Increases in the minimum wage can be good for landlords.
A stand-out benefit is that renters are less likely to default on their monthly rent payments. This equals more financial security for you and your tenants.
But while your tenants may have the ability to afford rent much better than before, you could also raise your rates.
How does minimum wage affect rent prices in the grand scheme of things?
How a higher minimum wage affects the ability to pay rent
One factor of a higher minimum wage that’s beneficial in the real estate industry is the greater ability of tenants to afford housing costs.
A study published in the Journal of Urban Economics analyzed rent payment data from 14 states from 2000 to 2009. Researchers found that one of the benefits of increasing the minimum wage was that renters found it easier to meet rent obligations. For example, several months after the increase in wages, there were 10.6% fewer rent defaults than in states where wages remained the same.
However, the 2022 study found one caveat — higher minimum wages also resulted in an average rent increase. On average, it took landlords three months to raise rent. However, increasing the price of rent didn’t drive missed payments. According to the data, the boost to tenant incomes was enough to cover the rent hikes.
What does this mean?
It means that an increase in minimum wage equates to an increase in rent price. An upward movement in median rent prices implies that rental properties remain a good investment, despite a changing economy.
How to raise the rent when the minimum wage increases
Suppose you’re a landlord. Of course, you want to maximize your property’s potential if the rental market is “red-hot”. But the conversation about increasing rent can be tricky and stressful to have with your tenants.
Maintaining a competitive rental price is critical to running a successful rental business. However, state laws typically dictate when you can raise rent and by how much. For example, you can specify the period for a fixed rent price in the lease in some cases. Or, if you rent to Section 8 tenants, you can only increase rent annually. But there may be a cap on the annual rent increase you can charge in a rent-controlled area.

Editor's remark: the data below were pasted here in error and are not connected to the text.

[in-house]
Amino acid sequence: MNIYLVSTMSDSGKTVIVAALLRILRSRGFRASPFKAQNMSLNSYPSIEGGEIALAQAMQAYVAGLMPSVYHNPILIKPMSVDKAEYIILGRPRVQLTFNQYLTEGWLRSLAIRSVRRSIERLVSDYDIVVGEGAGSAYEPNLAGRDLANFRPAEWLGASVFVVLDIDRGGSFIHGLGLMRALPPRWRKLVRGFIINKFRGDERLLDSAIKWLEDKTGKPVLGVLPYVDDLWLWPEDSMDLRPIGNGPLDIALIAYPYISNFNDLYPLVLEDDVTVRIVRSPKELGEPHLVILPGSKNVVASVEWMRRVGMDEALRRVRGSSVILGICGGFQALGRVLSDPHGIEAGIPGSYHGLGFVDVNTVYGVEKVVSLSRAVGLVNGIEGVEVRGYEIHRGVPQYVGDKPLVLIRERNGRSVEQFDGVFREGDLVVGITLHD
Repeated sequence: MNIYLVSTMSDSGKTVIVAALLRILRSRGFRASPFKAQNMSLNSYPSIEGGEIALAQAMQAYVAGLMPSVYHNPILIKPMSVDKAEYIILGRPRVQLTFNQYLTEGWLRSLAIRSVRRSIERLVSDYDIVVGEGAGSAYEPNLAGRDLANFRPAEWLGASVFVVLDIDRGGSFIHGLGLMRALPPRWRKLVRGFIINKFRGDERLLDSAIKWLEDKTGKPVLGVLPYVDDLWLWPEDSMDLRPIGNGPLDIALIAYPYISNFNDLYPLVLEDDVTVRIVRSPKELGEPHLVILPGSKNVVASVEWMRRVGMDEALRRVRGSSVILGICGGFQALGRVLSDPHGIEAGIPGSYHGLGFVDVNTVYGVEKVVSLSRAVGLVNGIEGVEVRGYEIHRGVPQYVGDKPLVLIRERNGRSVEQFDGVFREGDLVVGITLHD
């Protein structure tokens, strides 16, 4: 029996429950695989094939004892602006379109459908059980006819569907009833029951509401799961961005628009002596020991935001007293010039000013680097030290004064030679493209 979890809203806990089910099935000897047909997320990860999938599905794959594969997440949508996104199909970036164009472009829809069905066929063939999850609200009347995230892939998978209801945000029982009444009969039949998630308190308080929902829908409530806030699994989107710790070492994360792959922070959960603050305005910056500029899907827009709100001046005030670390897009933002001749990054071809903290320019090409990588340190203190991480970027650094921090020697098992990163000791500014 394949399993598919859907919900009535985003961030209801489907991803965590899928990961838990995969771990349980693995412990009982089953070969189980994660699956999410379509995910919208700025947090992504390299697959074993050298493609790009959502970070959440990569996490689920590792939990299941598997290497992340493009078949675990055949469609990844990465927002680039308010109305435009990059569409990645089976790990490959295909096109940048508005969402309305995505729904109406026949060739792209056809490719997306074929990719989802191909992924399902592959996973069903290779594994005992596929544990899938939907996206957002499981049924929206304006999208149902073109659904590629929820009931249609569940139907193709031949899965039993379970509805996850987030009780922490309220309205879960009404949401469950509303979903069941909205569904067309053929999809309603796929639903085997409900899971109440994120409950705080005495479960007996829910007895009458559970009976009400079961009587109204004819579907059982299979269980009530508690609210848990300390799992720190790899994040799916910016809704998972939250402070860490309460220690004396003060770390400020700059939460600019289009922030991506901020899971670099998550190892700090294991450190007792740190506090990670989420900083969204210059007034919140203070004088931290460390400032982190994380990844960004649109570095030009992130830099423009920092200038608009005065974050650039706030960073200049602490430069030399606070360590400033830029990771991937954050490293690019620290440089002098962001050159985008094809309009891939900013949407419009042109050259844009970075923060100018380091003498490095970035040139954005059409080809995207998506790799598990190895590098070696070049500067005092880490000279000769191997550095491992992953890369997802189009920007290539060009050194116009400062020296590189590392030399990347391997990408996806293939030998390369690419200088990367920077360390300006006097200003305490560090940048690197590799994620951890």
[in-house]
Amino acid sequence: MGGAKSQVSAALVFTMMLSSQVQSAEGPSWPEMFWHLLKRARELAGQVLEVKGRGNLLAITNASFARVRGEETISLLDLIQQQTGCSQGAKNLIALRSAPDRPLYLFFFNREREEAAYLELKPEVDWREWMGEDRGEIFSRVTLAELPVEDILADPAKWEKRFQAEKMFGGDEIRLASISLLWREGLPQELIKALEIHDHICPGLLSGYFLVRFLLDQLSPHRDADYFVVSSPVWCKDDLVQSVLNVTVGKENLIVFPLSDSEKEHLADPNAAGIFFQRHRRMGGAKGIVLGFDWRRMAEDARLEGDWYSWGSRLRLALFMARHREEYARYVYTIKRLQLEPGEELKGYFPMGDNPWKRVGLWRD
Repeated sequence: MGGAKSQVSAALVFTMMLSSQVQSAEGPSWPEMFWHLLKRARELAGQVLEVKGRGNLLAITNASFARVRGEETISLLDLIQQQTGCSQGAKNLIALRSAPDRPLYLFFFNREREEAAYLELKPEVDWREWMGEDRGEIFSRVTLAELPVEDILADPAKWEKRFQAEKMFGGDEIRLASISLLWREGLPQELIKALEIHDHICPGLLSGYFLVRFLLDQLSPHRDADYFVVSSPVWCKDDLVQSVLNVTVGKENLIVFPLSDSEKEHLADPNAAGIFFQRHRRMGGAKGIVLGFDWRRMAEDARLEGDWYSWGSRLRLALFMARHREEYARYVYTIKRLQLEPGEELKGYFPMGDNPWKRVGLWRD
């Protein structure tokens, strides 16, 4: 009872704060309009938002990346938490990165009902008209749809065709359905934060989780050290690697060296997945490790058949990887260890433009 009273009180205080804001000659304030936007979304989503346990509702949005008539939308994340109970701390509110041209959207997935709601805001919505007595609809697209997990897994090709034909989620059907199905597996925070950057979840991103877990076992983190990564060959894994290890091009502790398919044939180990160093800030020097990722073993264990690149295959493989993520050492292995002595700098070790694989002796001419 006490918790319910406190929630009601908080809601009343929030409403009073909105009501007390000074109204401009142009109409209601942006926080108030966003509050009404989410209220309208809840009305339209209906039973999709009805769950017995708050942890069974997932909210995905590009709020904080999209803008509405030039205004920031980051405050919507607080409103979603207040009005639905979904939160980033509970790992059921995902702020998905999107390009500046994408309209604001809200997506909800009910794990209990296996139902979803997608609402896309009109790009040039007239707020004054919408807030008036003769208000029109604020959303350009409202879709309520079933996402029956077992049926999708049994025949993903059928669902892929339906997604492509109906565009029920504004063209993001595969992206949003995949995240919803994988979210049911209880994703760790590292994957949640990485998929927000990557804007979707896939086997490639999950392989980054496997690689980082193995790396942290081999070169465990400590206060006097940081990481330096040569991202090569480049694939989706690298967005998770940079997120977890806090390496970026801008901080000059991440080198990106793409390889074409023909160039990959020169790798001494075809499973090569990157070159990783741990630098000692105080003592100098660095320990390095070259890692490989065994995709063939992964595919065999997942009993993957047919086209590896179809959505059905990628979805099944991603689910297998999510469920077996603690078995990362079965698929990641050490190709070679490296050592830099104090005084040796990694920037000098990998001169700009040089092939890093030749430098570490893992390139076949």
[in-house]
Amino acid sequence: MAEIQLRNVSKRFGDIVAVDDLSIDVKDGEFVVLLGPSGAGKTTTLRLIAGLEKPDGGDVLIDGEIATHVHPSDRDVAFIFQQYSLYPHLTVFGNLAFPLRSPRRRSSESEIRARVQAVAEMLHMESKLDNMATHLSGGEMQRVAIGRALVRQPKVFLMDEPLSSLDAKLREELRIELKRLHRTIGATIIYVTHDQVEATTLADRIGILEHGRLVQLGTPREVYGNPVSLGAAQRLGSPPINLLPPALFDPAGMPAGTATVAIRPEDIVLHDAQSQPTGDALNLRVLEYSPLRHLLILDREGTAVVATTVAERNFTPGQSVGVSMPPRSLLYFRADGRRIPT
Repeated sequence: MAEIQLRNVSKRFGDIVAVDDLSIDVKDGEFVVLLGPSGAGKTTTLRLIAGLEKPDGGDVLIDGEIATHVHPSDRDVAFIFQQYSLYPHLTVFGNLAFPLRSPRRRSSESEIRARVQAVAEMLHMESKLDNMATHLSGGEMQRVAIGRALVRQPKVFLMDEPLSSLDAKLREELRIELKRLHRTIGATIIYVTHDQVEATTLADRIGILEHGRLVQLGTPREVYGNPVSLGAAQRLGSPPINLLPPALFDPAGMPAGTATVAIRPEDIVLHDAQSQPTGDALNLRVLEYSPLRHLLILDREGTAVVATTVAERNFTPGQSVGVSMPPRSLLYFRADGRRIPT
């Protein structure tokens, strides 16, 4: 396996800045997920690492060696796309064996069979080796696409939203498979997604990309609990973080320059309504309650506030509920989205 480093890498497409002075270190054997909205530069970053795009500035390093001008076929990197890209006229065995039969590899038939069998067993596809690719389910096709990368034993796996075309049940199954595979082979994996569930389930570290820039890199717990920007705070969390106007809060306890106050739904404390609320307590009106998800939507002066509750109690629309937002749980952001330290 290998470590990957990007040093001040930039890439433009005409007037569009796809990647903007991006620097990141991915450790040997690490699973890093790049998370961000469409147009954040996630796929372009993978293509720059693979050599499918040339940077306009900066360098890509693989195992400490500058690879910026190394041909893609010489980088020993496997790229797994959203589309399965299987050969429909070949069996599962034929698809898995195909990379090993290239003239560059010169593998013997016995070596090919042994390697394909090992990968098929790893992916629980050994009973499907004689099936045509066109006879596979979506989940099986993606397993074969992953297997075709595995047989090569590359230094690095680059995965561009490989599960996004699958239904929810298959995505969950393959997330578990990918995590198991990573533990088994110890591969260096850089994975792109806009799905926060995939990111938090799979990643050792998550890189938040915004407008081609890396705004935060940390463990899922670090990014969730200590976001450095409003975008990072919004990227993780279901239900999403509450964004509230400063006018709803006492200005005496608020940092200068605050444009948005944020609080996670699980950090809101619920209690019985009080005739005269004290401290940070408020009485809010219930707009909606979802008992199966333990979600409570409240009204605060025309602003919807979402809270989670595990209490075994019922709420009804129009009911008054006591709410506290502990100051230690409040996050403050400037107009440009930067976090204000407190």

However, you cannot raise rent prices in some cases — even if you face increased maintenance and utility costs. Here are a few instances where it’s impossible to increase rent:
- You want to increase rent before the lease ends
- You didn’t give proper notice about the raise in rent
- Local rent control laws cap the allowable rent increase
- There is no provision in the lease for a rent increase
- The increase could be interpreted as retaliatory or discriminatory, making it an illegal rent increase
Let’s suppose you can increase rent — how should you go about it?
First, it’s vital to communicate openly with your tenant. You can explain why the rent increase is necessary and why it’s still competitive with the rental rates in the local area. In general, it’s good practice to keep reasonable, consistent rent prices in line with the local market.
Finally, if you have a rent increase policy in the lease agreement, it becomes much easier to increase rent.
You can start the process of increasing rent by sending your tenants a rent increase notice letter.
What is a rent increase notice letter?
A rent increase notice is a written document or letter where a landlord informs the tenant about a planned change in rent. You must send the rent increase notice at least 30 days in advance if the tenant is on a month-to-month tenancy or a fixed-term lease has provision for it.
Before preparing and sending the rent increase notice letter, get advice from a real estate attorney to ensure compliance with local laws and the terms of your rental agreement.
State laws typically regulate the method of sending a notice of rent increase. It’s standard that the notice is in writing, and you have proof that the tenant received the letter. Therefore, it’s best to send the rent increase letter by certified mail. But in some states, a sheriff must deliver the notice.
Regardless of which state you live in, the letter should always be friendly and courteous. You should include the standard information for any legal document: name, address, and date. However, the rent increase notice should include the rent increase date, the current rent amount, and the increased rent rate.
The amount of notice to give tenants before increasing rent depends on the type of rental agreement and local laws. At a minimum, you must provide official notice at least 30 days before the increase. However, you must wait until the lease expires in some cases before negotiating an increased rental amount with the tenant.
We’re set to see a flurry of minimum wage increases across the United States over the next few years. We’ll wait to see the true impact these increases have on the rental market.
Until then, continue to track your market’s data and plan for rent increases in accordance with the market’s movement.